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Marc Lynch has brought to my attention Benjamin Barber’s astonishing op-ed in the Washington Post about Libya and Colonel Qaddafi. Barber, the author of “Jihad vs. McWorld,” has found a kinder, gentler Qaddafi who wants to steer his country towards democracy. “Written off not long ago as an implacable despot, Gaddafi is a complex and adaptive thinker as well as an efficient, if laid-back, autocrat,” he writes. “Unlike almost any other Arab ruler, he has exhibited an extraordinary capacity to rethink his country’s role in a changed and changing world.” Not since Leni Riefenstahl filmed “Triumph of the Will” has an intellectual so cravenly toadied up to a dictator. And it gets worse as it goes.
Barber notes excitedly that “five Bulgarian nurses and a Palestinian doctor condemned to death for allegedly spreading HIV among children in a Libyan hospital” were freed last month. He doesn’t mention that while being held in jail for years they were repeatedly tortured by the Colonel’s henchmen. Indeed, by Barber’s account, the Colonel had nothing to do with the arrest of the medical workers–that was the work of “Benghazi clans” over which Qaddafi apparently has no control. But wait–the Colonel must have some control because Barber gives him full credit for securing the release of the nurses, which he cites as a sign of his enlightened rule.
Barber knows Qaddafi is a good man for a very good reason: the Colonel told him so. “In several one-on-one conversations over the past year, Gaddafi repeatedly told me that Libya sought a genuine rapprochement with the United States,” he writes. “He insisted that in the Libya that comes after him there would be no new Gaddafi but self-governance.”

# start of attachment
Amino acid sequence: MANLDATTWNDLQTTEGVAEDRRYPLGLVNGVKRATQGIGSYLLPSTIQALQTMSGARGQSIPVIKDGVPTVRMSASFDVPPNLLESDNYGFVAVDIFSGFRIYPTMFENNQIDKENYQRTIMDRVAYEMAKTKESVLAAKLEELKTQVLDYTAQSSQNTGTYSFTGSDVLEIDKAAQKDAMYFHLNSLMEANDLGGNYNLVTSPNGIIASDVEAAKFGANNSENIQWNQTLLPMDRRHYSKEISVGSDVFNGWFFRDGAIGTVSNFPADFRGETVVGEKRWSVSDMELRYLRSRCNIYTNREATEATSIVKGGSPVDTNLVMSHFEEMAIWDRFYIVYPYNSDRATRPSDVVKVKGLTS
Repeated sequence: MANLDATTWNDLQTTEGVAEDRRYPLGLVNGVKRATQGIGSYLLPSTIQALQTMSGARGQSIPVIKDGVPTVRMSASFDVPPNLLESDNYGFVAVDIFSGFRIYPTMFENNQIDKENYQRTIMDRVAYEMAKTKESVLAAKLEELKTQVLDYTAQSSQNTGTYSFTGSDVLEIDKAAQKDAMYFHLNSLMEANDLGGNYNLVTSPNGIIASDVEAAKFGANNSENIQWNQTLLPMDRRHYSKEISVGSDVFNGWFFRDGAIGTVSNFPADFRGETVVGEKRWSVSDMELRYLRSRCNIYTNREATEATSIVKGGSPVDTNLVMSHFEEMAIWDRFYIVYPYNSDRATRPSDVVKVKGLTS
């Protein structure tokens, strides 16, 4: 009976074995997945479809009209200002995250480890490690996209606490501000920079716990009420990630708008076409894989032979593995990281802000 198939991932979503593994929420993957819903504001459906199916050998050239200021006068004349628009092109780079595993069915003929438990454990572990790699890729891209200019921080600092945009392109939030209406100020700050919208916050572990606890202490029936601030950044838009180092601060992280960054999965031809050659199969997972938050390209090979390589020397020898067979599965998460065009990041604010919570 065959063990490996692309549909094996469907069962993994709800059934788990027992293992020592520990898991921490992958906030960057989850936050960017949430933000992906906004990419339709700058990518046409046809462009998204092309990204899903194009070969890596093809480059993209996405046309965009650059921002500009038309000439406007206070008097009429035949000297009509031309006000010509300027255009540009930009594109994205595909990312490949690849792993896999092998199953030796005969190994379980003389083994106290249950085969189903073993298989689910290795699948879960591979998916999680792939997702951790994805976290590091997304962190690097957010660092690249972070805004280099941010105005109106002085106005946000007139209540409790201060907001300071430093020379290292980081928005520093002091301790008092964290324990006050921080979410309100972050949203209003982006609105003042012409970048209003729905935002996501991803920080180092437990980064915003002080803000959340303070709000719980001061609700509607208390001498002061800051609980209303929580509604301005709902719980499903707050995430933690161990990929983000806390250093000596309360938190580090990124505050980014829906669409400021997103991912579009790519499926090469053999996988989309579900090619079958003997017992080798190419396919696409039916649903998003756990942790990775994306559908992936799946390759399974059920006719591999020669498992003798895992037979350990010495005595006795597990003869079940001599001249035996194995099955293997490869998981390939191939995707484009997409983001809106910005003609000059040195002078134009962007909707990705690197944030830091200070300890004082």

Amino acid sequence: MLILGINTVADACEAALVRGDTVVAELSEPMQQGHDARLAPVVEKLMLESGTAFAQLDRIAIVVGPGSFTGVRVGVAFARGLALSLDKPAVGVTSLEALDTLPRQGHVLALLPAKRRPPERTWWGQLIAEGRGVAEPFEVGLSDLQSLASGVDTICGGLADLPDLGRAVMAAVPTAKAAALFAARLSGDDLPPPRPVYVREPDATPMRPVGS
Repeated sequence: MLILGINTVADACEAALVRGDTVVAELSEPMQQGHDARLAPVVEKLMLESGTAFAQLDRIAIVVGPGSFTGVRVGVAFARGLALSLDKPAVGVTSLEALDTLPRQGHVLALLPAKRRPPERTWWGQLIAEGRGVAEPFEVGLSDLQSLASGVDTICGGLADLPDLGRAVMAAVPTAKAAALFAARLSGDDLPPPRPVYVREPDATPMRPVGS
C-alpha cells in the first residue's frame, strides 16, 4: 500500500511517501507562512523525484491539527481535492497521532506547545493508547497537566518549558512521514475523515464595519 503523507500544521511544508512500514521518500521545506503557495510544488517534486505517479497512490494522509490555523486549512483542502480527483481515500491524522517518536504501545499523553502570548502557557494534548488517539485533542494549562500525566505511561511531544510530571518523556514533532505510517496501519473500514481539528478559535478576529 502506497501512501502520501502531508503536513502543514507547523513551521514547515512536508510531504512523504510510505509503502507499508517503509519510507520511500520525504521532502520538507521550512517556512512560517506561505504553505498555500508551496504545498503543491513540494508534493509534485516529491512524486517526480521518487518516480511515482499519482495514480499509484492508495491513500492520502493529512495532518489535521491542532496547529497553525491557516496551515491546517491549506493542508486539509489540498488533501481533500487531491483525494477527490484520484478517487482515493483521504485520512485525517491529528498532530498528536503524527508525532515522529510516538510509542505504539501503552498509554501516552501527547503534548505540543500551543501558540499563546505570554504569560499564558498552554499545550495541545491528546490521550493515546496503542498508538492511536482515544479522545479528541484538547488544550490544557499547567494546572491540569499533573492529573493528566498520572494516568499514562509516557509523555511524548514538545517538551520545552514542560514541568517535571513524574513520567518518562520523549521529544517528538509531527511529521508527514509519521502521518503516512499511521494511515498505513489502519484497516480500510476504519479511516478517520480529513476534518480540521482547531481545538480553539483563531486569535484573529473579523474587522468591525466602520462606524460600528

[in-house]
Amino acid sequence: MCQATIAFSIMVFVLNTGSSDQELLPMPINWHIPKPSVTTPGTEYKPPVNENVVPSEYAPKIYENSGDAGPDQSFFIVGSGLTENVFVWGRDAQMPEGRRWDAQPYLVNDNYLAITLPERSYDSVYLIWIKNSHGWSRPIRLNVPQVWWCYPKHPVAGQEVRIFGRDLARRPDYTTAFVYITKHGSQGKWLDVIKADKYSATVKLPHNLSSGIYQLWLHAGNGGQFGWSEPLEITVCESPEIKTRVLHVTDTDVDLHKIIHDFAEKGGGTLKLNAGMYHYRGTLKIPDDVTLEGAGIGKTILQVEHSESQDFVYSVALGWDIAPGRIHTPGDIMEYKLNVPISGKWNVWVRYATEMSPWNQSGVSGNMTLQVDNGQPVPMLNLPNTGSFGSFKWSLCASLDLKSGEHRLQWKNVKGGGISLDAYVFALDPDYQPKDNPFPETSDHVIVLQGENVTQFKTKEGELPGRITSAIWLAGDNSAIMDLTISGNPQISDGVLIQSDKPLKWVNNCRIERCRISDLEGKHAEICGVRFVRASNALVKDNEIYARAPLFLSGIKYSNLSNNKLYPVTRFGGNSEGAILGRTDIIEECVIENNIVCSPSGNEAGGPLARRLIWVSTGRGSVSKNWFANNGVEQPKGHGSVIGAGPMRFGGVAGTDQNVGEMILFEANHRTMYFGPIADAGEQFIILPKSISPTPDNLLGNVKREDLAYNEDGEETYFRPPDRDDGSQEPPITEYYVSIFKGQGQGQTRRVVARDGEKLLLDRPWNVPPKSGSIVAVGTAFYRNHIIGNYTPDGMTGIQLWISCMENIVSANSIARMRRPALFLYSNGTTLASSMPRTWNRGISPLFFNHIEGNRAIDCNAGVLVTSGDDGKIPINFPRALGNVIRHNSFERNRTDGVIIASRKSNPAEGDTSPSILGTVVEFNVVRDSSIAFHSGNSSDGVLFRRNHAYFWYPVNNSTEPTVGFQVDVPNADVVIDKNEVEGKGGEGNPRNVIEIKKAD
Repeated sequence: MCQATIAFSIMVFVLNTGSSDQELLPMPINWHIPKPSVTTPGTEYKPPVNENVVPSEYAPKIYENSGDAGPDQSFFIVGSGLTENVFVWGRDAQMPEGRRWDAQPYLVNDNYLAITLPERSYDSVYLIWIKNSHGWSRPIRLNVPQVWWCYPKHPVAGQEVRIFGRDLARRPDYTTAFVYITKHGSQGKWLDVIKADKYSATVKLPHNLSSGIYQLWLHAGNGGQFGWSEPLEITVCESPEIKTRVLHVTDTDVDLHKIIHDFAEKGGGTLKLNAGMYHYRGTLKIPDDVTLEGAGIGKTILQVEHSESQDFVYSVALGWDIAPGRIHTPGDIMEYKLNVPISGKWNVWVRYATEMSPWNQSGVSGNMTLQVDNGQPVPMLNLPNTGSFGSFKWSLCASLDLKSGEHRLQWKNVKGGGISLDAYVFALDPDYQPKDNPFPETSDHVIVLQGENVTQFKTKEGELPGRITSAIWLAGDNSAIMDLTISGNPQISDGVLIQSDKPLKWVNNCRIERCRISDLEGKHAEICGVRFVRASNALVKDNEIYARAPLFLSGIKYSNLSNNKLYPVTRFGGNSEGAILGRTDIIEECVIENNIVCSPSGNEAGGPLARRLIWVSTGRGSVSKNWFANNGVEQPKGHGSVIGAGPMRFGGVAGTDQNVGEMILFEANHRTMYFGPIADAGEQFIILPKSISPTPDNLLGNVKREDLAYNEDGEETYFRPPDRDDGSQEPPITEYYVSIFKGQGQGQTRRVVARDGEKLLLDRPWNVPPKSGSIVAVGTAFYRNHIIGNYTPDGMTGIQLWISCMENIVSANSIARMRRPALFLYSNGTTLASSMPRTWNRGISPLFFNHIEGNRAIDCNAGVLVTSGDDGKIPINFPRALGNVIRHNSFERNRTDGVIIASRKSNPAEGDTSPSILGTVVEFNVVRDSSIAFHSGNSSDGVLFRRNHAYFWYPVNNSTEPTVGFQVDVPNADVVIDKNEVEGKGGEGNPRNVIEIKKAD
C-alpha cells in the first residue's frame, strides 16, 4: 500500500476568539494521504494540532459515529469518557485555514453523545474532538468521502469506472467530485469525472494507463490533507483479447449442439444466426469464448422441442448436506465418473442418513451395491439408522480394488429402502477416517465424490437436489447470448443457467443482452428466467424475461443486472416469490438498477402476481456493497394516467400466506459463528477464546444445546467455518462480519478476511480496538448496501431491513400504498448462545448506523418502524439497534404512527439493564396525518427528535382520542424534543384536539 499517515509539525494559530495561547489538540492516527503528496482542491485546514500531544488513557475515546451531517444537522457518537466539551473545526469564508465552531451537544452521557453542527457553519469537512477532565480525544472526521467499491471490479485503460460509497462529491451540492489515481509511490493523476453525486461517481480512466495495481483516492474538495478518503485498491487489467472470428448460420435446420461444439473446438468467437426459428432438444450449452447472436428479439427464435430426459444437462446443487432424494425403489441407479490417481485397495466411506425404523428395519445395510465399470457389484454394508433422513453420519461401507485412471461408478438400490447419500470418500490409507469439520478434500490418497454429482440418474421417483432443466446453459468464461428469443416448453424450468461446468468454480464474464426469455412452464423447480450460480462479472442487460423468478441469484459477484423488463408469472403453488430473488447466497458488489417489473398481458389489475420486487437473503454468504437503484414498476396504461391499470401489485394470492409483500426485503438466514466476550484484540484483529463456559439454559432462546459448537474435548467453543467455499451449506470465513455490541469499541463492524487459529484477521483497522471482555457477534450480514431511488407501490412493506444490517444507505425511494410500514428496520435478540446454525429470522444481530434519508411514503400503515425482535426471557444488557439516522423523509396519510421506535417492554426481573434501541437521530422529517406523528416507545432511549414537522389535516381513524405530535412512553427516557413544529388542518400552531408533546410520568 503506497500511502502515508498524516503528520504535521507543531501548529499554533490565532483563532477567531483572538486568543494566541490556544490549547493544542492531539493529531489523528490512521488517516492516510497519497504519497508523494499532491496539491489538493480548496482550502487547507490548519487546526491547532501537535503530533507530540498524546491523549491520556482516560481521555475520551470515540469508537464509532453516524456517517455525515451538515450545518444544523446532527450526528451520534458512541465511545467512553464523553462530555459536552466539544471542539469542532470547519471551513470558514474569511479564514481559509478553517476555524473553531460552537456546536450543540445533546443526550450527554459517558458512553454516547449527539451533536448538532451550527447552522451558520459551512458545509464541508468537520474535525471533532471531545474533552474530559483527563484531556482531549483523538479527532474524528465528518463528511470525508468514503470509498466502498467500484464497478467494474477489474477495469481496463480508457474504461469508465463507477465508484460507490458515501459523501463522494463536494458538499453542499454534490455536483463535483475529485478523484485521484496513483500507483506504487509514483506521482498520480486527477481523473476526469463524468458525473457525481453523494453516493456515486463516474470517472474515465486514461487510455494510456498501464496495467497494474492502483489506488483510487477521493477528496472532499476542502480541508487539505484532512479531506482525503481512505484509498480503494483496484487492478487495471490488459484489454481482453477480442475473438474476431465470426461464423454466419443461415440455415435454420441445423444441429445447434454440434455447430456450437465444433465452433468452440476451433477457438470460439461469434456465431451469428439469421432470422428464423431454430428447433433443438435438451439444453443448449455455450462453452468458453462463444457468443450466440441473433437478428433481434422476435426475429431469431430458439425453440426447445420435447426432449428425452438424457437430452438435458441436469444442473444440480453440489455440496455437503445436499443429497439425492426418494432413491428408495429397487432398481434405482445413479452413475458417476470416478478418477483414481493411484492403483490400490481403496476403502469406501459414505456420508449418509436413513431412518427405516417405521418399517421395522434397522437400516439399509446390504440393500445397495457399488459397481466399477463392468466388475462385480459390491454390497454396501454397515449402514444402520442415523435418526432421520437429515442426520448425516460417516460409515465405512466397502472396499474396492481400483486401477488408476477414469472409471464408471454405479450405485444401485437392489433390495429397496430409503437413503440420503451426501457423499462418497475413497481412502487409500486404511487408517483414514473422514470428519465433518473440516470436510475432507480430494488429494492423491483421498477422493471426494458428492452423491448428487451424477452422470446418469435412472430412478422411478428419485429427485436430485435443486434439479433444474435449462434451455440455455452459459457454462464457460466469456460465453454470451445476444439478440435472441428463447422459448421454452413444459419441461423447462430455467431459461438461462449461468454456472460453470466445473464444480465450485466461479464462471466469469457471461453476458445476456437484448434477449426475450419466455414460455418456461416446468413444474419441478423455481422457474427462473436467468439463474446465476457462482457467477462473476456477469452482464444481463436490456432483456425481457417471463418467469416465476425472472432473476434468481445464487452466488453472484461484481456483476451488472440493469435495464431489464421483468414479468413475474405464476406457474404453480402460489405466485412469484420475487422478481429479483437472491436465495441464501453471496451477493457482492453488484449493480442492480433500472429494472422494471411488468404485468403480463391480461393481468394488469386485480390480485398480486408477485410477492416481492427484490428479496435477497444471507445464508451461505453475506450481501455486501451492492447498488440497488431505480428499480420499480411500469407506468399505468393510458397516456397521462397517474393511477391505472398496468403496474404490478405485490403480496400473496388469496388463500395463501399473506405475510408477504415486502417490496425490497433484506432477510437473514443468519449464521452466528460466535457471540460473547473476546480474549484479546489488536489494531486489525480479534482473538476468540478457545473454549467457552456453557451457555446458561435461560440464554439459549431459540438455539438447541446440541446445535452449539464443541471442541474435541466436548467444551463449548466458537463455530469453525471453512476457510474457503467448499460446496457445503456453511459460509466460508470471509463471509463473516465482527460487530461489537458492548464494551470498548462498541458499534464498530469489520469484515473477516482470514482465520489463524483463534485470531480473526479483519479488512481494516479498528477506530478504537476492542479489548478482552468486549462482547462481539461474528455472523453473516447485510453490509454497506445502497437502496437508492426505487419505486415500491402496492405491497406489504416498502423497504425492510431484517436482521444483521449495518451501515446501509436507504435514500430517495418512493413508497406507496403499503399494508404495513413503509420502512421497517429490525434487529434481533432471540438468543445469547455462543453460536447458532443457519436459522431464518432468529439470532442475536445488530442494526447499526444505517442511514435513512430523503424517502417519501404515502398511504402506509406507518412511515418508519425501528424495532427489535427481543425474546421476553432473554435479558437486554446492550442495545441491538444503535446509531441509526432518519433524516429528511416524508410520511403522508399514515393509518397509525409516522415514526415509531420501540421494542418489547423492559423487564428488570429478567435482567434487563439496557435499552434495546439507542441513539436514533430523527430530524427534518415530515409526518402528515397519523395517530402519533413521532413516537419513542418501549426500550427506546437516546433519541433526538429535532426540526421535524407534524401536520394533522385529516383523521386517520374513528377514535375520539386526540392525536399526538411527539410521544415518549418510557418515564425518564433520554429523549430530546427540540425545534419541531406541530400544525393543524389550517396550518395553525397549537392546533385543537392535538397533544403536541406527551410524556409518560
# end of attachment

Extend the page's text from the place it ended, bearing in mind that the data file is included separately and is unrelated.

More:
On his website, Lynch writes a letter to Barber, saying:
You presented some very interesting ideas about Libya in your Washington Post op-ed. I found particularly interesting your ideas about Col. Qaddafi’s experiments with direct democracy and efficient government. I know just the person you should talk to about these ideas–a brave journalist exposing official corruption in Libya by the name of Dhayf al-Gazzal. Be careful shaking his hand, though, because about a year and a half ago he had his fingers cut off before his body was riddled with bullets and abandoned in the desert. Hey, wasn’t that right around the time you were having such pleasant chats about direct democracy and the Green Book with the flexible and adaptive Colonel? How embarrassing! Anyway, since he’s dead, he might not be as vivacious a conversationalist as Col. Qaddafi. But I’m sure he’d be fascinated by your notions of Qaddafi’s enlightened rule and might even have some notes.
I can only imagine Barber with North Korea’s Kim Jong-il.
Barber: There have been media reports in the West claiming that people in North Korea are starving. Can you comment?
Kim: Look at the size of these lobsters. Waiter, more Hennessey!
More from Ken Silverstein:
Perspective — October 23, 2013, 8:00 am
How pro-oil Louisiana politicians have shaped American environmental policy
Postcard — October 16, 2013, 8:00 am
A trip to one of the properties at issue in Louisiana’s oil-pollution lawsuits
Chances that a deep breath inhaled today will contain a molecule from Julius Caesar’s dying breath:
Innumeracy: Mathematical Illiteracy and Its Consequences, by John Allen Paulos, Hill and Wang (N.Y.C.)
The earth once had three moons; the two lost moons may have crashed into the surviving moon, or been sucked into the sun, or flung out of the solar system to drift through deep space.
In Florida, an 87-year-old World War II veteran flying touch-and-go drills in a Cessna collided with an airborne skydiver. “There was a ‘woof’ sound,” said a witness, “like falling on your face into your pillow.”
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“American politics has often been an arena for angry minds.”